Posted by Mihal Levy
It is official, May 31st marks the “Quit Facebook Day.” Along with alcoholism, drug abuse and apparently the now trendy good excuse to cheat on a spouse sex addiction (according to Charlie Sheen and Jesse James), there is also Facebook addiction. Has FA (Facebook Anonymous) been established yet? I am the first to admit that I was once a Facebook addict and have been sober from Facebook for over a week and have never felt better. (And I didn’t even have to supplement my addiction with coffee and cigarettes).
Many users have threatened to leave and others have already done so (like myself). Facebook claims to be a social networking site, but I found it more like a social-hindering site. SInce I quit, I actually have spoken to and seen more friends and family members than almost the whole time I have been on Facebook, my husband included (well, maybe I stretched the truth about my husband a bit, but the rest is true).
If I left Facebook, you can too. I feel like I should have a sponsor or something or at least a ring on my keychain commemorating my “sober” days. And the good news is that it did not even take twelve steps, but one; hitting the “Submit deletion” button.
I remember joining Facebook and thinking how exciting it would be to reconnect with old friends. And it was. Then there was the constant updating of statuses and reading of others’ statuses. Eventually the statuses got a little overwhelming, i.e.: Getting in the shower. Out of the shower. Getting dressed. Eating breakfast. Sometimes I just did not care what others had to say and I am sure they felt the same way about me, except of course when I just had to post something brilliant that my four-year-old said.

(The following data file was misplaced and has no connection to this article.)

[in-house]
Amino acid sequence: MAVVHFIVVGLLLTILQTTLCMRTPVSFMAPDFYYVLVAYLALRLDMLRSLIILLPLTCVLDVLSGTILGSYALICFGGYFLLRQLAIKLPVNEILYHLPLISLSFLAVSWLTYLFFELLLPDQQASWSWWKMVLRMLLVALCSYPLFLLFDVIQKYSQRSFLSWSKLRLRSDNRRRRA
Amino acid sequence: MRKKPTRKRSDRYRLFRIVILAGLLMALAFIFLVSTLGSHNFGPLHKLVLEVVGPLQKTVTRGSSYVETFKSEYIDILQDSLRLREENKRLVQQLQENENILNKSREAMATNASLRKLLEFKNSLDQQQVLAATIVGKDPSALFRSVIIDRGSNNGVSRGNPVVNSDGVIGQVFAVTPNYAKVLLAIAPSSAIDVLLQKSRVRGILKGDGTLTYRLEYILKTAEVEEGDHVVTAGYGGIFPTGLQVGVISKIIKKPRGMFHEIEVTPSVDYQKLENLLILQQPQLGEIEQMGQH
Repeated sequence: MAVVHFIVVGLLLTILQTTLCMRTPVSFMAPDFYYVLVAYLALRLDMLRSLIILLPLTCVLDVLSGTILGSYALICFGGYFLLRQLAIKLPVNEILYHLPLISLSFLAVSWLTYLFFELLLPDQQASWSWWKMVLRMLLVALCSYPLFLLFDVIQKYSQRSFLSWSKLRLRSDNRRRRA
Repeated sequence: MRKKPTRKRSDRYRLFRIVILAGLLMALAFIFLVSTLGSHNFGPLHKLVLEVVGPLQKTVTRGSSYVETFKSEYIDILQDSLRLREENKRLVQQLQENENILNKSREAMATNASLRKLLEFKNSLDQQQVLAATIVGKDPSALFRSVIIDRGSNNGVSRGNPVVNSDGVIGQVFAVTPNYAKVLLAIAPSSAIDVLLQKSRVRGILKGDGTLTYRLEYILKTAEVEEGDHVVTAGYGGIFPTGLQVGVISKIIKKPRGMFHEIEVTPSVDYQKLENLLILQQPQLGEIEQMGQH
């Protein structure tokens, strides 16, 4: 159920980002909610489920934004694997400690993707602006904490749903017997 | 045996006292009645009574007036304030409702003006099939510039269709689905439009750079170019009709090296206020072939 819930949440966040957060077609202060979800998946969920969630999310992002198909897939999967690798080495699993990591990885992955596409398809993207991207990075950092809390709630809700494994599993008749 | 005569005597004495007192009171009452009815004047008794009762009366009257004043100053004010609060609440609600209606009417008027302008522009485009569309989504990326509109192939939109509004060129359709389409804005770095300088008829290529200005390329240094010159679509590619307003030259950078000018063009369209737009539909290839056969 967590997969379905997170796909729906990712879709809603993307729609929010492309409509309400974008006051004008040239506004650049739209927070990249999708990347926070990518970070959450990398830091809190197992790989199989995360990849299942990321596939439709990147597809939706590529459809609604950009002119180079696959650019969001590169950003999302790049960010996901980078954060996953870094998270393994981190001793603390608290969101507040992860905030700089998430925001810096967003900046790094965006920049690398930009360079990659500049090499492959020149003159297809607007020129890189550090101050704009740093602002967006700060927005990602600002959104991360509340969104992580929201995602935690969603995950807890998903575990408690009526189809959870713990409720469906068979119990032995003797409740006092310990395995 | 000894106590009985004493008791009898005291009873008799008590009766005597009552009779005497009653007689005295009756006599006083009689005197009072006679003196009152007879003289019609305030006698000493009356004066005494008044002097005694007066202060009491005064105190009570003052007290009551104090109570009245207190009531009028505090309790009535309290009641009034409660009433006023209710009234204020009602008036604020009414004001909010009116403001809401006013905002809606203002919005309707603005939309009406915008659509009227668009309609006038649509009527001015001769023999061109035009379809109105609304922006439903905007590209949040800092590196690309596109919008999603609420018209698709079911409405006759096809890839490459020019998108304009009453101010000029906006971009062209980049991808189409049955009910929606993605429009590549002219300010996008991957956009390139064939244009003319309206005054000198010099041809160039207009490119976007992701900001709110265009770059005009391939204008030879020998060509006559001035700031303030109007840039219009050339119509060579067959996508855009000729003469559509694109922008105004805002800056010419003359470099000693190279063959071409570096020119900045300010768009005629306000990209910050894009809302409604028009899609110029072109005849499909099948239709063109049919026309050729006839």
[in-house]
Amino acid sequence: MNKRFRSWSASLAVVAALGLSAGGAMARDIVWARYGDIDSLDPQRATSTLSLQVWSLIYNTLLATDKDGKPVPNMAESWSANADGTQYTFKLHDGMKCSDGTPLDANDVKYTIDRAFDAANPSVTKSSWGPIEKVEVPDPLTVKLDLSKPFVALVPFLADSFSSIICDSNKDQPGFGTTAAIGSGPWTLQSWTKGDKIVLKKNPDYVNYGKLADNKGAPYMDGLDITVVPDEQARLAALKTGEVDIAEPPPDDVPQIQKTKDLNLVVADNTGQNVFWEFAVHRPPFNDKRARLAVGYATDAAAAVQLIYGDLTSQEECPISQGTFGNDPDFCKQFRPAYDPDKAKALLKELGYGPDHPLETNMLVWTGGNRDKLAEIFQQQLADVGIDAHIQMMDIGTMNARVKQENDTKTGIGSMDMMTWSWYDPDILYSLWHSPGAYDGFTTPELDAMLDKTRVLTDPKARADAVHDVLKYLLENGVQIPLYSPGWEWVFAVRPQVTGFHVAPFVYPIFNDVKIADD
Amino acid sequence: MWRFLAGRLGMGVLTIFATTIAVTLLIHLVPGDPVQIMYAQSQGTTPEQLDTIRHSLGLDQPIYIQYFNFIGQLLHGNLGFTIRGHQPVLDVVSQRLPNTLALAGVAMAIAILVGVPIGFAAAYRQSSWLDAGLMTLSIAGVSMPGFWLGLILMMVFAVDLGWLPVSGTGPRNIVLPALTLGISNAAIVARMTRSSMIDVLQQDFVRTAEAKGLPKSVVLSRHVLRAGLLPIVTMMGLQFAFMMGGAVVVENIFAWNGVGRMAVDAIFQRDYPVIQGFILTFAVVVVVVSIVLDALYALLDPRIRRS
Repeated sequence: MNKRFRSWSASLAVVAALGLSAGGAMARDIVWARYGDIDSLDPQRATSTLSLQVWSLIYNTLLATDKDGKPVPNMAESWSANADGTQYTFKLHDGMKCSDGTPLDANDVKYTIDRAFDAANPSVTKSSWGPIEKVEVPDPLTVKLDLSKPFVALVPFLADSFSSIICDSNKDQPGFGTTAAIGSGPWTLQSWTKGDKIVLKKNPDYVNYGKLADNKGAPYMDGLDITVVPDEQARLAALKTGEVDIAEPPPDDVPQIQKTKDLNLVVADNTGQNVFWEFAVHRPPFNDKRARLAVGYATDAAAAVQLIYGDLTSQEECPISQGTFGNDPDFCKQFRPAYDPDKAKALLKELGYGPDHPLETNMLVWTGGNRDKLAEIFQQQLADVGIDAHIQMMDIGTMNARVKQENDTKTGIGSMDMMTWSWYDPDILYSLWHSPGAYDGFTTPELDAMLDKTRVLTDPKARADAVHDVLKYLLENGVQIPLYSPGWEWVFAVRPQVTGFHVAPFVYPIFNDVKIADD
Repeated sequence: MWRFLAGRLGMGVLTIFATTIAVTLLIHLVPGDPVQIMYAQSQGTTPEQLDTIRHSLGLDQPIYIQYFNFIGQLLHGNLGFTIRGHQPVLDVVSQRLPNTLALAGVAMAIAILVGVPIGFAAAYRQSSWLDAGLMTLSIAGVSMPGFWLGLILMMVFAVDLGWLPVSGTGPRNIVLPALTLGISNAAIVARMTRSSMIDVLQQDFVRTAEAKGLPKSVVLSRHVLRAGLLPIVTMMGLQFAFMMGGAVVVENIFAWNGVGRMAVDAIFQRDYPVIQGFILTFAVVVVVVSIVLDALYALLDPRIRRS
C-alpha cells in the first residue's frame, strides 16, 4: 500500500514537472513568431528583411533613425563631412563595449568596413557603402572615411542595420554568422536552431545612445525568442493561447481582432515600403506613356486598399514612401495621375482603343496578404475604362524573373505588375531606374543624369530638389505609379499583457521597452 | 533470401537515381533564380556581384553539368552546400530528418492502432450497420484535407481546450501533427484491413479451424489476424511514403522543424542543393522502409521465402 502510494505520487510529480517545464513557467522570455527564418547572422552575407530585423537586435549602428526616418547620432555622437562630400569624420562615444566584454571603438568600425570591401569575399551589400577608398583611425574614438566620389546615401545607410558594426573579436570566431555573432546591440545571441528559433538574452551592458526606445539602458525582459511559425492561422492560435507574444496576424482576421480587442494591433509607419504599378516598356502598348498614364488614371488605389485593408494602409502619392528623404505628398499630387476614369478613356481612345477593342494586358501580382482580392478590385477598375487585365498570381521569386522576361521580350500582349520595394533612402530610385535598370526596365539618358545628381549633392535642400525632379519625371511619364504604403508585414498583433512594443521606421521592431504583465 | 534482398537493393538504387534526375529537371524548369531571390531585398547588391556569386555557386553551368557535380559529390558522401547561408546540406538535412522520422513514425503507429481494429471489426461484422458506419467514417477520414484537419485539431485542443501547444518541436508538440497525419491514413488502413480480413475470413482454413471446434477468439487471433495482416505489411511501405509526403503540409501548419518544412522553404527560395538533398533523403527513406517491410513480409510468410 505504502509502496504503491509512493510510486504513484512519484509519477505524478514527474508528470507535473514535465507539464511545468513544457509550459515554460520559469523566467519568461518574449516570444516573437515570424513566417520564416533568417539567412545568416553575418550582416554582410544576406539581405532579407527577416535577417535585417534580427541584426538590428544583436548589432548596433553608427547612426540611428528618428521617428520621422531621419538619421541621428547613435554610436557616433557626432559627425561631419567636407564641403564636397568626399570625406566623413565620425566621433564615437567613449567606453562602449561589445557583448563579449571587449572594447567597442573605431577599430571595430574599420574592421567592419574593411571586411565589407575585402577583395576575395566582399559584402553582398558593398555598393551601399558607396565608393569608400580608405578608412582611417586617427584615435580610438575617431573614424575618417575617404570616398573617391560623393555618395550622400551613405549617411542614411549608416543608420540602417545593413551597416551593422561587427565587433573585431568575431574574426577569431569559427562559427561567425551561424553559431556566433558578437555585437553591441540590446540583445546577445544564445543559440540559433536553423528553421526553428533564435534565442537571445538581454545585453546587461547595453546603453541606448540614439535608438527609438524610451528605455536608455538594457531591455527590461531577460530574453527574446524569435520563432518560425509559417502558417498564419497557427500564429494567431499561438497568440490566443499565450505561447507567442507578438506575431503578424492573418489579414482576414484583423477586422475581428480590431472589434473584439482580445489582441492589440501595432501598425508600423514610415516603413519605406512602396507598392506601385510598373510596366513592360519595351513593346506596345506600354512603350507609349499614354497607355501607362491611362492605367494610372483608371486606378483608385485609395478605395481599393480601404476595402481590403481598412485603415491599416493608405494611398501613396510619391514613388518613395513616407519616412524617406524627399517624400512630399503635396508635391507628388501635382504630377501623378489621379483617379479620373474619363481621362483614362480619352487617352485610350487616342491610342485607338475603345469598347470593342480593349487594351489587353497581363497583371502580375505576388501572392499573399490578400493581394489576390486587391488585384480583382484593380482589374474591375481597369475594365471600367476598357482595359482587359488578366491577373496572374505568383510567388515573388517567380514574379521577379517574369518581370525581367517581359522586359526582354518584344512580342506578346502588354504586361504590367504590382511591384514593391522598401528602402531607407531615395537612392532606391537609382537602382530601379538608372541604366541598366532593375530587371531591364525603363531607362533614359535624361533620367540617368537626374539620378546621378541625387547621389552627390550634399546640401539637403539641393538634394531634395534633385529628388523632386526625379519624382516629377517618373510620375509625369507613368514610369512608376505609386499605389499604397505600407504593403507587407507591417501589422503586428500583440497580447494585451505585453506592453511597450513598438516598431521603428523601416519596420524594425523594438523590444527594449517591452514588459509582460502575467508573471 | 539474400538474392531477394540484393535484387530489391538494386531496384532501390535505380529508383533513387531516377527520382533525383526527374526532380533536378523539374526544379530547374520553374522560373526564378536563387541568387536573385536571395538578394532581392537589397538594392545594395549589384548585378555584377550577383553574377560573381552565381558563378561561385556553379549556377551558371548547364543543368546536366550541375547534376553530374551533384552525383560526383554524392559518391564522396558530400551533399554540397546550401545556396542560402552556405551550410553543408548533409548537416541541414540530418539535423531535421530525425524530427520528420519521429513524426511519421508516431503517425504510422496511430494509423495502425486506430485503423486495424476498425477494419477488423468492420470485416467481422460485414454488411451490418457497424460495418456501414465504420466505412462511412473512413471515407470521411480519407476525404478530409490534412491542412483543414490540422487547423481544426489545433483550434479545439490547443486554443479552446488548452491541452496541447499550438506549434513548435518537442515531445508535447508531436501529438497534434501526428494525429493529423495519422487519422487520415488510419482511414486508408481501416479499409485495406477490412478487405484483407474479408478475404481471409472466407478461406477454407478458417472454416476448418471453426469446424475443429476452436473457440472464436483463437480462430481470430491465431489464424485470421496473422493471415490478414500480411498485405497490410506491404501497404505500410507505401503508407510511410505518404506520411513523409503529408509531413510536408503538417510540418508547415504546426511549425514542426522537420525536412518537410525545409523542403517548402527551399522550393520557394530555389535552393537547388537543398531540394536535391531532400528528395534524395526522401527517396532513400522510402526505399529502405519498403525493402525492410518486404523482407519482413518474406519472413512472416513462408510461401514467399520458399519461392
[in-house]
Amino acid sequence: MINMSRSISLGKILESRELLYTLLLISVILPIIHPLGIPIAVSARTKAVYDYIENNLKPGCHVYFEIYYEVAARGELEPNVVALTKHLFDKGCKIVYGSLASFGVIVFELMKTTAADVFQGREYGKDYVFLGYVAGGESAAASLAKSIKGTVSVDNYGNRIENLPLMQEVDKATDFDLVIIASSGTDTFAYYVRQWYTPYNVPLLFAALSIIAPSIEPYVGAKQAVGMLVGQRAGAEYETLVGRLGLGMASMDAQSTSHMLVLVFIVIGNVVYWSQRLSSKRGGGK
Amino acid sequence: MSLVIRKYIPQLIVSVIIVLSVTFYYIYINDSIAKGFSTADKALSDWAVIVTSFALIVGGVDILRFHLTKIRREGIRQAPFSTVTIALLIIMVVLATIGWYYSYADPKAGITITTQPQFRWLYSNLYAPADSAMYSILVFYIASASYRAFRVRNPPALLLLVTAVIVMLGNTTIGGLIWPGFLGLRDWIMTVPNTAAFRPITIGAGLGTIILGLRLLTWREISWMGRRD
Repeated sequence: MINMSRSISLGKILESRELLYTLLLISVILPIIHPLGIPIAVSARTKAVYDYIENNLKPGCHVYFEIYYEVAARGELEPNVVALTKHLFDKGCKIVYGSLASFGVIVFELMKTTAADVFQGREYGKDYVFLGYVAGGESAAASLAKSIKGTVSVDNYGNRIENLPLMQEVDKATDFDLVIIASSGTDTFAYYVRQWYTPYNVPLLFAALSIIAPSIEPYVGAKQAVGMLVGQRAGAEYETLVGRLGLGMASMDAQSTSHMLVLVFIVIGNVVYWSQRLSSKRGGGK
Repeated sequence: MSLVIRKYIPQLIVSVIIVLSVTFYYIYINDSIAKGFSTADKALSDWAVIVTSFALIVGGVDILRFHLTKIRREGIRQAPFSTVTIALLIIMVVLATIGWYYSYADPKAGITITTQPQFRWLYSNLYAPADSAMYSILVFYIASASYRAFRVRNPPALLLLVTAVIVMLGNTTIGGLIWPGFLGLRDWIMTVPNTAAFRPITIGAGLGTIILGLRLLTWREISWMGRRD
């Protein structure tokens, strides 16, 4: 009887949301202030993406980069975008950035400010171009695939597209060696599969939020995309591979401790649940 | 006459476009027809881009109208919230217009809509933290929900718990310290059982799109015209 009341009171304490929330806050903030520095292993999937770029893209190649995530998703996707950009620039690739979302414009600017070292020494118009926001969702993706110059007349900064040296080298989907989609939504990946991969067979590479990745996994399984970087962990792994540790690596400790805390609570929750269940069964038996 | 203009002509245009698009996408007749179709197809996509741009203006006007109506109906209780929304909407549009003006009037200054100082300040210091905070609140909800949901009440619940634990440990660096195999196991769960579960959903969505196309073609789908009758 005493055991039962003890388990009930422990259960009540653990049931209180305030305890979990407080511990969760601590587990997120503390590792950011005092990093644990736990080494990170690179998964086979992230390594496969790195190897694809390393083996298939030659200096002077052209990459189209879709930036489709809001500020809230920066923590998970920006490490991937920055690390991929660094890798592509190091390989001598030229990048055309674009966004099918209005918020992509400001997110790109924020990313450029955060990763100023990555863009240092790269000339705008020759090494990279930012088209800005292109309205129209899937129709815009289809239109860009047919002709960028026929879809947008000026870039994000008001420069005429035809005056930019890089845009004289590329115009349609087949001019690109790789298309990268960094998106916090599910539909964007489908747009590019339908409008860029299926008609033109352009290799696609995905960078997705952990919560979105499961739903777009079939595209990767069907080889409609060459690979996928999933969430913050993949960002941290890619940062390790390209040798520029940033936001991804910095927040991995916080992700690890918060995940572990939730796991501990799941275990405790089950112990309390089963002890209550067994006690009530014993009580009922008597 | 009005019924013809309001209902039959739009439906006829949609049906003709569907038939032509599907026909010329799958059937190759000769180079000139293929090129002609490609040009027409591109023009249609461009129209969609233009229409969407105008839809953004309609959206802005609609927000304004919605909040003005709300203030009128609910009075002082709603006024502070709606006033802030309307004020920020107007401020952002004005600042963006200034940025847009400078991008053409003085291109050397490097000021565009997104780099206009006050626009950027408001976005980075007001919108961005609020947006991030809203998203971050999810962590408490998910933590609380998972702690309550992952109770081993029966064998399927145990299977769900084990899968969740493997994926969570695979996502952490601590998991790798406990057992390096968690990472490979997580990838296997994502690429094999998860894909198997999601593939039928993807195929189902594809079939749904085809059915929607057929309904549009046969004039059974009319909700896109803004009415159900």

I honestly thought it would be difficult to be different, go against the grain and leave a world that everyone else was a part of. But I feel thankful that I have reconnected with old friends and connected with new ones and will be keeping them around. Now my friends actually call, instead of writing on my wall. Ok, so they still text message as well, but at least it is not posted for the world to see or for Facebook to sell to third parties.
I would like to think that I have started a trend to leave Facebook and truly begin social networking, the way it was meant to be: socially interacting with people (in person). I know that I did not start the Facebook exodus, but glad that I have contributed to it.
I listened to a podcast by tech guru Leo Laporte, who also left Facebook for the mere reason of privacy issues on Facebook. He also stated how difficult it is to leave a site that “everybody else is on.” So if everyone were to jump off a bridge, would you?
Facebook is probably just another passing trend like Frogurt, bell bottoms and Myspace. I just decided to move on a little quicker than others. Leaving Facebook has been extremely beneficial for. of all things: my social life. I have actually found in the last week that I have picked up the phone more often than not to actually talk to someone. I found not worrying about what a “friend” ate for dinner or was missing from Farmville was actually comforting. I found that it is actually more important to be living one’s life than updating a status about it. I found that I did not stop the activity I was enjoying to write about how much I was enjoying it. And all the times I could have been checking Facebook, I spent playing with my son, spending time with my husband, writing, sleeping, cleaning, thinking, exercising, and thinking about how much time I saved not running to facebook.